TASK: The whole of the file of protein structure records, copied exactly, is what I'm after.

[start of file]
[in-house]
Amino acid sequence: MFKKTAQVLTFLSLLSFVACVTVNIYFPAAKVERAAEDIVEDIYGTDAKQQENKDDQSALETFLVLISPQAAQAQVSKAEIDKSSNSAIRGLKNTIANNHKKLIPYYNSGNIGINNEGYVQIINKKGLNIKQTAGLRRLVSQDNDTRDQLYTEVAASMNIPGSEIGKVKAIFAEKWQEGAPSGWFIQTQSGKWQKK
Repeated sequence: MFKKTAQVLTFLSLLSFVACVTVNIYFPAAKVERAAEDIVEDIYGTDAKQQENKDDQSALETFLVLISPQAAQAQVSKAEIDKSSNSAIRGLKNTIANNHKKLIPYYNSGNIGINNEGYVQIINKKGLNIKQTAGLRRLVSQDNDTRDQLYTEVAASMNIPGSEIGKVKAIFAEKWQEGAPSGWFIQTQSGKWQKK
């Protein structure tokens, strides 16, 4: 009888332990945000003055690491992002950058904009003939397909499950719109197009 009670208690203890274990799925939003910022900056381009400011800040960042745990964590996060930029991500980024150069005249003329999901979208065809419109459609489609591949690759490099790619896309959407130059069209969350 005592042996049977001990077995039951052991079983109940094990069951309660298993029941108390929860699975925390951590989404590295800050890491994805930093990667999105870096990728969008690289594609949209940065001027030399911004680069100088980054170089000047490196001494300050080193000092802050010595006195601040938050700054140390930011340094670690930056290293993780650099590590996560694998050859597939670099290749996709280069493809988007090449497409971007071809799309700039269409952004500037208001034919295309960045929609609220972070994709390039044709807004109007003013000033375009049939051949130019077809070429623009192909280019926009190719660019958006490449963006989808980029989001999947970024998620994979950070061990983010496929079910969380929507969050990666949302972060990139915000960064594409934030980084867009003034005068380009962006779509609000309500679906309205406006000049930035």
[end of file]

[in-house]
Amino acid sequence: MFKKTAQVLTFLSLLSFVACVTVNIYFPAAKVERAAEDIVEDIYGTDAKQQENKDDQSALETFLVLISPQAAQAQVSKAEIDKSSNSAIRGLKNTIANNHKKLIPYYNSGNIGINNEGYVQIINKKGLNIKQTAGLRRLVSQDNDTRDQLYTEVAASMNIPGSEIGKVKAIFAEKWQEGAPSGWFIQTQSGKWQKK
Repeated sequence: MFKKTAQVLTFLSLLSFVACVTVNIYFPAAKVERAAEDIVEDIYGTDAKQQENKDDQSALETFLVLISPQAAQAQVSKAEIDKSSNSAIRGLKNTIANNHKKLIPYYNSGNIGINNEGYVQIINKKGLNIKQTAGLRRLVSQDNDTRDQLYTEVAASMNIPGSEIGKVKAIFAEKWQEGAPSGWFIQTQSGKWQKK
């Protein structure tokens, strides 16, 4: 009888332990945000003055690491992002950058904009003939397909499950719109197009 009670208690203890274990799925939003910022900056381009400011800040960042745990964590996060930029991500980024150069005249003329999901979208065809419109459609489609591949690759490099790619896309959407130059069209969350 005592042996049977001990077995039951052991079983109940094990069951309660298993029941108390929860699975925390951590989404590295800050890491994805930093990667999105870096990728969008690289594609949209940065001027030399911004680069100088980054170089000047490196001494300050080193000092802050010595006195601040938050700054140390930011340094670690930056290293993780650099590590996560694998050859597939670099290749996709280069493809988007090449497409971007071809799309700039269409952004500037208001034919295309960045929609609220972070994709390039044709807004109007003013000033375009049939051949130019077809070429623009192909280019926009190719660019958006490449963006989808980029989001999947970024998620994979950070061990983010496929079910969380929507969050990666949302972060990139915000960064594409934030980084867009003034005068380009962006779509609000309500679906309205406006000049930035």